Travelling with Kids – African Lion Safari
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As part of our end of summer vacation, we made the trek to Cambridge to African Lion Safari. If you live anywhere in Ontario, I’m sure you’ve seen or heard the commercials. If you don’t, the basic concept is that it’s a zoo where you stay in your car and the animals wander around free. Really. There’s some legal disclaimer about how the park isn’t responsible if you take your own vehicle through the paddocks, but it’s that or surrender control to a tour bus driver (the tour bus costs extra). In your own car/van/whatever you can sit and watch the baboons for half an hour if you want to. And we did.
Driving into the paddock area reminded me of that little sequence in Jurassic Park, but we had full control over the vehicle and didn’t have tracks to force us along. Paleoboy and Hot Mom both said the same thing out loud. And then the adventure began.
Highlights of being in the travelling people exhibit:
- Sleeping lions up close. I don’t know that we ever got an accurate count of just how many lions they have there, but you just can’t get that close at a regular zoo. Which is the whole point.
- Watching two cheetah stalking an oblivious llama on the other side of a 5 metre fence. I imagine they’re very well fed, but it’s all about the hunt. Watch your cat stalking a mouse or a bird. They don’t need that protein, but every instinct they’ve got screams at them to take down prey
- Baboons on the roof and hood of the van. We spent a long time watching the baboon troop. Fifty, sixty, a hundred of them. I have no idea. Ranging in size from housecat to maybe as heavy as my 10 year-old. If you held still long enough, you’d probably have one or two climb up onto your roof. Apparently, they enjoy the view from up there. I think we peaked at three on the van at once.
- The ostrich who tried to get us to feed him by mimicking eating motions and tapping on the windows with his beak. Obviously he’s been fed before, and the pop tarts and granola bars the kids were eating looked pretty good. When we cruelly refused him nourishment, he sniffed and moved on to try the car behind us.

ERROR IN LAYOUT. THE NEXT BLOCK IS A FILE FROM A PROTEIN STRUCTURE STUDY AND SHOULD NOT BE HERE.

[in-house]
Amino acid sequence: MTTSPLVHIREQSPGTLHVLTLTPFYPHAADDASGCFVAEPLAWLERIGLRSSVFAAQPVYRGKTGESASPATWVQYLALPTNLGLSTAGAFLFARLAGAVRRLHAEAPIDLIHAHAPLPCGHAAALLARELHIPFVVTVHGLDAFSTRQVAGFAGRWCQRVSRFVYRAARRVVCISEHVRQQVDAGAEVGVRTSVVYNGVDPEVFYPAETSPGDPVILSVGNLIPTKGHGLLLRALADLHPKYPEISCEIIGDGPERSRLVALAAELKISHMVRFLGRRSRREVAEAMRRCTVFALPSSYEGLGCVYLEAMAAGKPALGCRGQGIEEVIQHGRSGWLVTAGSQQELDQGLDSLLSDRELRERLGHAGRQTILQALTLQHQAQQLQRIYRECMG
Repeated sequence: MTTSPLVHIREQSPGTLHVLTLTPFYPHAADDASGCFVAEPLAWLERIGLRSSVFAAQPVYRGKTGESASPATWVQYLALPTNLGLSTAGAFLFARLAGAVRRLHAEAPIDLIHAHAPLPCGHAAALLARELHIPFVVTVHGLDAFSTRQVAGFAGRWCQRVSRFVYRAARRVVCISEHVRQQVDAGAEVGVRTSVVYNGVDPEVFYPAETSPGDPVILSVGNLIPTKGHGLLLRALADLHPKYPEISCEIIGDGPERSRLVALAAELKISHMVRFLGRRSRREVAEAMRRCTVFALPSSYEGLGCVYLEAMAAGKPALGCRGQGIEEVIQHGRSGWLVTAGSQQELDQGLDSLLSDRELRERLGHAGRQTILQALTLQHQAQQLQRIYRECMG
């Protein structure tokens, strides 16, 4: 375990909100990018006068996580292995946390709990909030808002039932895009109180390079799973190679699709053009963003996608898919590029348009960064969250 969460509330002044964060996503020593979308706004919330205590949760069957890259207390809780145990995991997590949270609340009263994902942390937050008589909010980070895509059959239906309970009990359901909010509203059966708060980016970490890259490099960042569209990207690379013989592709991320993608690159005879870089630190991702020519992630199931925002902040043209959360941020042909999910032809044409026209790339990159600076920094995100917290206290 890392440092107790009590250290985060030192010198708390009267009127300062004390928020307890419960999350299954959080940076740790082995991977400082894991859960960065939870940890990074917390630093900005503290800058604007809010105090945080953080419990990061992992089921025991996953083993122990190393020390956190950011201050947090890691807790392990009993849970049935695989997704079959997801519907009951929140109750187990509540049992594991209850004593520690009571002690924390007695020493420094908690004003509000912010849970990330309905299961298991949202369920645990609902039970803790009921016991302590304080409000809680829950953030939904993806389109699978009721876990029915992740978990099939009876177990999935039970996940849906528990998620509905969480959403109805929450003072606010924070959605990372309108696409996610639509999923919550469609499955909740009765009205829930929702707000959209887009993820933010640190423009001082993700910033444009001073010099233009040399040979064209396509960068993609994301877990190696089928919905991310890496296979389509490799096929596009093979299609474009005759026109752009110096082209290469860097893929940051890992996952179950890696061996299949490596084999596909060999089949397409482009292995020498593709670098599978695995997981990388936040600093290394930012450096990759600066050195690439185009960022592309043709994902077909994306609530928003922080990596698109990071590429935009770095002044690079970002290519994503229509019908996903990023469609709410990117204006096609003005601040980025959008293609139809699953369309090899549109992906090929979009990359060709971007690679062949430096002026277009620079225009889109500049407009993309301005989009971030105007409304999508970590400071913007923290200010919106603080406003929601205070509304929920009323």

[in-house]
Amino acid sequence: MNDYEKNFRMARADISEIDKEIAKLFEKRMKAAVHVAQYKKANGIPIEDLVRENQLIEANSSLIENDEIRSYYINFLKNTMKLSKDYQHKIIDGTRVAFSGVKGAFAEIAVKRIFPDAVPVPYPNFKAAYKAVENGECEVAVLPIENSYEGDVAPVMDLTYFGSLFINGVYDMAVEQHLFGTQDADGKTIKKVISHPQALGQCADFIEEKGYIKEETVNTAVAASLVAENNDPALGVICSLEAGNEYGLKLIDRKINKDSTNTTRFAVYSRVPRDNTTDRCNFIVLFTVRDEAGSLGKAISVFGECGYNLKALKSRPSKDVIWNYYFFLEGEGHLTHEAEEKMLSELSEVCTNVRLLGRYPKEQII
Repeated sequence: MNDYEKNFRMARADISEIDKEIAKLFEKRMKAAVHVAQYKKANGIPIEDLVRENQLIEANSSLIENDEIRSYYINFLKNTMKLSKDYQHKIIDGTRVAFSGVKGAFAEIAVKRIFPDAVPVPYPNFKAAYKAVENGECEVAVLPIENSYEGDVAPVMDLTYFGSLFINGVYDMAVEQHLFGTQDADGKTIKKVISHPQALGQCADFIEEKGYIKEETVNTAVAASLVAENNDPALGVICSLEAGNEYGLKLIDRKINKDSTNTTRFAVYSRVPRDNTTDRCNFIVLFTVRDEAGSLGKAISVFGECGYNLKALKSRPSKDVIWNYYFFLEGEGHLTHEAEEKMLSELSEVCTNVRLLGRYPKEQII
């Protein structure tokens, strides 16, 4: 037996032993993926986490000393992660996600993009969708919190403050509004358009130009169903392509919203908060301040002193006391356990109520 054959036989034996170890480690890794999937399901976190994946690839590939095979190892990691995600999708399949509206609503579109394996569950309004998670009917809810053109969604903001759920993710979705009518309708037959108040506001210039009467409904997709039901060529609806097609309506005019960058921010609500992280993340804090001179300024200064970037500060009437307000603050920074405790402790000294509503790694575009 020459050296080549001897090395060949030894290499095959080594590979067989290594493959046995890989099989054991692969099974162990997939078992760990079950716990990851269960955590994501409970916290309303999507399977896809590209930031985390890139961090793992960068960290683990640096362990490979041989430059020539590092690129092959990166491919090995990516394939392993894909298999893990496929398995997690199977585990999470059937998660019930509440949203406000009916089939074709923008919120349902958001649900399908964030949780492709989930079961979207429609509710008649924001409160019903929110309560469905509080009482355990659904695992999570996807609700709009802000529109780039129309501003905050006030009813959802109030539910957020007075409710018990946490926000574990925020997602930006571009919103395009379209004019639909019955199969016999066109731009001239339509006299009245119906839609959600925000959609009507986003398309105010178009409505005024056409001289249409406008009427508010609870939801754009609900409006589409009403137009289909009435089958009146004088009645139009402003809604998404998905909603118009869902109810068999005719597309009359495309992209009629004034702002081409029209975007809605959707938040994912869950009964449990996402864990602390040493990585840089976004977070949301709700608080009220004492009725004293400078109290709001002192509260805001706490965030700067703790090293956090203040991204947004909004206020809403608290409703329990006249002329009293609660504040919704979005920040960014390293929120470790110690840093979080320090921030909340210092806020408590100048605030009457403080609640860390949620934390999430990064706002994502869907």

- A rhino standing in the middle of the road. Not nearly as big as an elephant, of course, but it gives you the feeling of the immovable object when standing still and the unstoppable force when walking around. I wonder what it’s like to see a rhino charge in person.
- Being within arms’ length of a giraffe and, a few seconds later, mother and baby zebra. I like giraffes. They’re neat. I don’t want one as a pet, but I do wonder what they feel and sound and smell like. I’ve gotten good pictures of them at the Toronto Zoo before, but nothing like the close ups at the Safari.
- Stuck in the middle of a small herd of Bison. Hairy, smelly mountains of fur and flesh on every side. I actually put the van in park and we waited for a few minutes as they grazed around us. Someone in one of the staff pickups came by and honked their horn repeatedly until the shaggy beasts moved, but it was still neat to watch them rub up against each other and the van.
We sucked every set of camera batteries dry with two of them taking pictures all the time. The video camera still had some power left at the end, but we used that up on shows with no way to recharge.
It took us about two and a half hours driving to get all the way through. After a ridiculously expensive fast food lunch (not quite up to Wonderland levels, but bad enough), we considered the park map. There’s more to things than just the drive through, though that was something we’ll all remember for a long time.
And lest you think that’s all: a small petting zoo, three different shows with one running every half hour, watching the parade of elephants as they went to the river for their evening bath and then watching that bath, a really nice splash pad. The flat tire wasn’t a black mark at all, more a short break as one parent wanted only half an hour for CAA while the other took the kids to the splash pad.
Final verdict on African Lion Safari: highly recommended. Experience broadening and memory making, and you can do everything in one day without feeling rushed. Bring the kids and bring your own food.